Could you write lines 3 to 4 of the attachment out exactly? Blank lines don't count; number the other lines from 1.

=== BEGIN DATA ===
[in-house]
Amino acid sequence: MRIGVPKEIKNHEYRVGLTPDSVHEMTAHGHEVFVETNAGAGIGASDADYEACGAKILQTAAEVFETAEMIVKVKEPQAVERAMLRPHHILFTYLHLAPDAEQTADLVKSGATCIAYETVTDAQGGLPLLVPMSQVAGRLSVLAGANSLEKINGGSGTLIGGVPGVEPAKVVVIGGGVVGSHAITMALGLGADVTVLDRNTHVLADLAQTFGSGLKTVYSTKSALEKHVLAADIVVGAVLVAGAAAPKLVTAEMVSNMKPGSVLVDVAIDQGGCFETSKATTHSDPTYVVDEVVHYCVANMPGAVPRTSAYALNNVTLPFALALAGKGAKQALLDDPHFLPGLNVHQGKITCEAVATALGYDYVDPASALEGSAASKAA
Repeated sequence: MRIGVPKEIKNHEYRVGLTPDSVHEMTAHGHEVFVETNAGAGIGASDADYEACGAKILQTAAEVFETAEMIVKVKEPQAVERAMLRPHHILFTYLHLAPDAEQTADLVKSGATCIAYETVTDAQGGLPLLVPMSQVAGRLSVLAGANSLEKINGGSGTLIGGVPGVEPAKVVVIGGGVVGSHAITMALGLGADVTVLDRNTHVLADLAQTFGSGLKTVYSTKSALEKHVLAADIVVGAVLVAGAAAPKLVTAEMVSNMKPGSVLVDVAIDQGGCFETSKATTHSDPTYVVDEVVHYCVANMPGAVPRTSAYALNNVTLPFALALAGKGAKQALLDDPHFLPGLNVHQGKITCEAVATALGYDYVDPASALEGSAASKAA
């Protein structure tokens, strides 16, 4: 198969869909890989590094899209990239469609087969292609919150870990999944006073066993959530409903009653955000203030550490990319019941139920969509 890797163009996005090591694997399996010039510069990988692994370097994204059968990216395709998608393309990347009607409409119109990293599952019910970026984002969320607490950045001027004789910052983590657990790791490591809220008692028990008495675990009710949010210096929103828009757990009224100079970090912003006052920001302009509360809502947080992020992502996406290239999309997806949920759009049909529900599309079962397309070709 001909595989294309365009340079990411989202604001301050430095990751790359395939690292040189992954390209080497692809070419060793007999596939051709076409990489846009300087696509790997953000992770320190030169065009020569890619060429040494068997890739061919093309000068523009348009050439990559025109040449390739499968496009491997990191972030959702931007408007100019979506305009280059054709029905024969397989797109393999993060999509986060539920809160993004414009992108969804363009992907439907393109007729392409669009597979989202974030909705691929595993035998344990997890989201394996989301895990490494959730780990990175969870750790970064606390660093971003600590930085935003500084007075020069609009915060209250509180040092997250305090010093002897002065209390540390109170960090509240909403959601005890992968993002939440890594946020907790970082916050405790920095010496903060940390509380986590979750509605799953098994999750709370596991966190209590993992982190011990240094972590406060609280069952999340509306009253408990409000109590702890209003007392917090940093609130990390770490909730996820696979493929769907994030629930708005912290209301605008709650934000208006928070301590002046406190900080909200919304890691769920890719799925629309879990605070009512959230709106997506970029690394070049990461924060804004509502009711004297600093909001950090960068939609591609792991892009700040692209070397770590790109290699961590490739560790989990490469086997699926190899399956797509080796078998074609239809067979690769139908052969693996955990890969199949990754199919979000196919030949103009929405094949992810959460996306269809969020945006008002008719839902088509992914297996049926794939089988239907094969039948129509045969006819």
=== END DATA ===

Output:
Repeated sequence: MRIGVPKEIKNHEYRVGLTPDSVHEMTAHGHEVFVETNAGAGIGASDADYEACGAKILQTAAEVFETAEMIVKVKEPQAVERAMLRPHHILFTYLHLAPDAEQTADLVKSGATCIAYETVTDAQGGLPLLVPMSQVAGRLSVLAGANSLEKINGGSGTLIGGVPGVEPAKVVVIGGGVVGSHAITMALGLGADVTVLDRNTHVLADLAQTFGSGLKTVYSTKSALEKHVLAADIVVGAVLVAGAAAPKLVTAEMVSNMKPGSVLVDVAIDQGGCFETSKATTHSDPTYVVDEVVHYCVANMPGAVPRTSAYALNNVTLPFALALAGKGAKQALLDDPHFLPGLNVHQGKITCEAVATALGYDYVDPASALEGSAASKAA
């Protein structure tokens, strides 16, 4: 198969869909890989590094899209990239469609087969292609919150870990999944006073066993959530409903009653955000203030550490990319019941139920969509 890797163009996005090591694997399996010039510069990988692994370097994204059968990216395709998608393309990347009607409409119109990293599952019910970026984002969320607490950045001027004789910052983590657990790791490591809220008692028990008495675990009710949010210096929103828009757990009224100079970090912003006052920001302009509360809502947080992020992502996406290239999309997806949920759009049909529900599309079962397309070709 001909595989294309365009340079990411989202604001301050430095990751790359395939690292040189992954390209080497692809070419060793007999596939051709076409990489846009300087696509790997953000992770320190030169065009020569890619060429040494068997890739061919093309000068523009348009050439990559025109040449390739499968496009491997990191972030959702931007408007100019979506305009280059054709029905024969397989797109393999993060999509986060539920809160993004414009992108969804363009992907439907393109007729392409669009597979989202974030909705691929595993035998344990997890989201394996989301895990490494959730780990990175969870750790970064606390660093971003600590930085935003500084007075020069609009915060209250509180040092997250305090010093002897002065209390540390109170960090509240909403959601005890992968993002939440890594946020907790970082916050405790920095010496903060940390509380986590979750509605799953098994999750709370596991966190209590993992982190011990240094972590406060609280069952999340509306009253408990409000109590702890209003007392917090940093609130990390770490909730996820696979493929769907994030629930708005912290209301605008709650934000208006928070301590002046406190900080909200919304890691769920890719799925629309879990605070009512959230709106997506970029690394070049990461924060804004509502009711004297600093909001950090960068939609591609792991892009700040692209070397770590790109290699961590490739560790989990490469086997699926190899399956797509080796078998074609239809067979690769139908052969693996955990890969199949990754199919979000196919030949103009929405094949992810959460996306269809969020945006008002008719839902088509992914297996049926794939089988239907094969039948129509045969006819």